The park opens at sunrise and closes at sunset.
$7 per vehicle for day use.
Permitted on leash no longer than 6' in length. License required.
Accessible parking, picnic site and portable restroom.
Existing trails are limited to pedestrians only during the winter, and one or both routes may be temporarily closed because of wet conditions.
Taylor Mountain consists of five contiguous parcels acquired by the Open Space District between 1995 and 2011 with funding from a voter-approved sales tax. A prominent county landmark, Taylor Mountain provides sweeping views of the Santa Rosa Plain, and its oak woodlands, meadows, wetlands and springs are habitat for a variety of wildlife.
The site now has 4 miles of dirt trails along two routes, one of which leads up the mountain. A recently completed master plan for the property suggests the eventual development of 17 miles of primarily multi-use trails along with low-impact campsites, picnic sites, a visitor center and other recreation amenities closer to its urban boundaries.
Regional Parks soon will begin construction of the park’s first phase along Petaluma Hill Road. Work will include trails, a play course, picnic areas, restrooms and equestrian facilities, which will be accessed from a parking lot to be constructed south of Yolanda Avenue. The work is funded by a $750,000 state grant and completion is expected by summer of 2014. Additional trails and features will be added to the park as funding becomes available. Read more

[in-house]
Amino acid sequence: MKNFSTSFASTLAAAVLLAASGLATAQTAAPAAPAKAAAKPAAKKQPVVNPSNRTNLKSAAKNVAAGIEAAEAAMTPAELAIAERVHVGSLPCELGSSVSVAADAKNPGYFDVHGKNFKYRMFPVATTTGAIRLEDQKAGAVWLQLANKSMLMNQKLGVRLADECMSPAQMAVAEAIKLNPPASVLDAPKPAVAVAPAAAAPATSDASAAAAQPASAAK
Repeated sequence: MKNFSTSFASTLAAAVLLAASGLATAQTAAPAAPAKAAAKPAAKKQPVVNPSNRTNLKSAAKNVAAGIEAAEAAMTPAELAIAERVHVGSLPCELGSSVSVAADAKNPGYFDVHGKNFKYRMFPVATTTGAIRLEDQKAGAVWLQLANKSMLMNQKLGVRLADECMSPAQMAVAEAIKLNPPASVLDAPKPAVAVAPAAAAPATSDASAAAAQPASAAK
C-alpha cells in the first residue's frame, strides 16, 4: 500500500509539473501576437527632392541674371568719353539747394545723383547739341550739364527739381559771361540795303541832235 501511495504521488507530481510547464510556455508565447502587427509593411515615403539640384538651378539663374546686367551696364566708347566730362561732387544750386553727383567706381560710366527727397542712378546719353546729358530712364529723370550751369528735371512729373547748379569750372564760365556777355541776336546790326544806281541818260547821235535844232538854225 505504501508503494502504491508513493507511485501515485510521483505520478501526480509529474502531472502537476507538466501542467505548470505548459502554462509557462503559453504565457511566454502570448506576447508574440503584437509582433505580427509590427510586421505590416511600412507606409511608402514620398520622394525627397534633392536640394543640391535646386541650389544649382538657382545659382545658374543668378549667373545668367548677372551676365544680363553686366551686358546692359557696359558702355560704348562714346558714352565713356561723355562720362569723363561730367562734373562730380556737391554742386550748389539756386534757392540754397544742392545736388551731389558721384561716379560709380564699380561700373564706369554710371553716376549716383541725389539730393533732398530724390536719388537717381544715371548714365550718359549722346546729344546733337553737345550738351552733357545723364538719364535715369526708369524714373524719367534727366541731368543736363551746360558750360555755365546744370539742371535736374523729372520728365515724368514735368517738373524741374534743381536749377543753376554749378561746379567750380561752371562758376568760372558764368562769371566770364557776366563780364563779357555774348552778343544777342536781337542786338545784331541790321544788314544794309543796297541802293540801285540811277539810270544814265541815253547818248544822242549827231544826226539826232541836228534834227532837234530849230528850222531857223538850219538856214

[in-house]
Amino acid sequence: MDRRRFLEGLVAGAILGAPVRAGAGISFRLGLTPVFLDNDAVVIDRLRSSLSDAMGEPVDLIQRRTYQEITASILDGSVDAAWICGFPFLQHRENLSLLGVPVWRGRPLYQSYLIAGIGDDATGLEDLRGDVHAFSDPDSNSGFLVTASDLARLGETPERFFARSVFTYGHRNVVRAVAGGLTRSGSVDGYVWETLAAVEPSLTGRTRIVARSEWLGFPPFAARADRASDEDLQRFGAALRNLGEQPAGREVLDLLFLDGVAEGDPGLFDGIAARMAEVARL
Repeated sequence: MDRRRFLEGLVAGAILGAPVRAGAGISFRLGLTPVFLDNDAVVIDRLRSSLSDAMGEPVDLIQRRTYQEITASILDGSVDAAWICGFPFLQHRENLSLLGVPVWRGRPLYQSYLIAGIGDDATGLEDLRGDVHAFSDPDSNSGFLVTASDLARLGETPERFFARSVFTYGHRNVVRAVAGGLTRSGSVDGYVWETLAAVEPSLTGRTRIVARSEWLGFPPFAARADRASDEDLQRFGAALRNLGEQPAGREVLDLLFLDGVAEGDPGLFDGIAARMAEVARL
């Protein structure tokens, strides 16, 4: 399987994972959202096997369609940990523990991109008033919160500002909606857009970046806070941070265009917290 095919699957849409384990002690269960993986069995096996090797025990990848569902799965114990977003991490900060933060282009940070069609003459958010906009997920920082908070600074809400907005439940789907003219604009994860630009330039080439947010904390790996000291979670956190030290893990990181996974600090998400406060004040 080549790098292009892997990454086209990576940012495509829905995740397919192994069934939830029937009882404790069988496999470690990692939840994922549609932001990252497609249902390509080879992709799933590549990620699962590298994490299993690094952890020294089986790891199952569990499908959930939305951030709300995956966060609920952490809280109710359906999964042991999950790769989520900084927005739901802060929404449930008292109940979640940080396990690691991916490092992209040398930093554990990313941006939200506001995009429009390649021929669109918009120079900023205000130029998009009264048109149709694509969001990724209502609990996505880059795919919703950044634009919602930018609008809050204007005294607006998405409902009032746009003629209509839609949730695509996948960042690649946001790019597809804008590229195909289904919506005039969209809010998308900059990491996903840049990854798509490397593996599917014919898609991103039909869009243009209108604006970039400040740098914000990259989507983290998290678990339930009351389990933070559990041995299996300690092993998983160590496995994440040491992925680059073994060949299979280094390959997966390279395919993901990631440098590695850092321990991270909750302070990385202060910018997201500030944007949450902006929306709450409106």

In keeping with the site’s agricultural history and resource management goals, cattle grazing will continue on the property.
Taylor Mountain Trails
Length:4 miles of trails
Taylor Mountain Regional Park currently offers four miles of trail along two routes. The Eastern trail is the more difficult of the two routes, offering a steep ascent up the side of the mountain. The Western Route offers a challenging, but more gradual, uphill hike. Both routes offer sweeping views of the Santa Rosa plain.
Cattle Grazing Area Safety Tips
In keeping with the site’s agricultural history and resource management goals, cattle grazing will continue at the park and preserve. Although cows are not aggressive by nature, if aggravated or threatened, they will defend themselves.
Here are some important safety tips:
- Keep your dog on a leash at all times!
Dogs are perceived as predators. Cows cannot always distinguish the difference between a coyote and a dog and may become aggravated by an approaching dog off leash.
- Do not attempt to pet, feed or touch the cows. Cows are very
protective of their young.
Do not get in between a calf and its mother and do not approach a stray calf,
its mother is likely nearby.
- If Cattle are on the trail ahead of you:
Make yourself known well in advance by waving your arms and shout. This will usually make them scatter. The other option would be to turn back!
- Be sure to give cattle plenty of space and an avenue of escape.
If you encounter a cow that is acting in a threatening manner or appears to be sick, injured or dead, please take note the location and report it to park staff.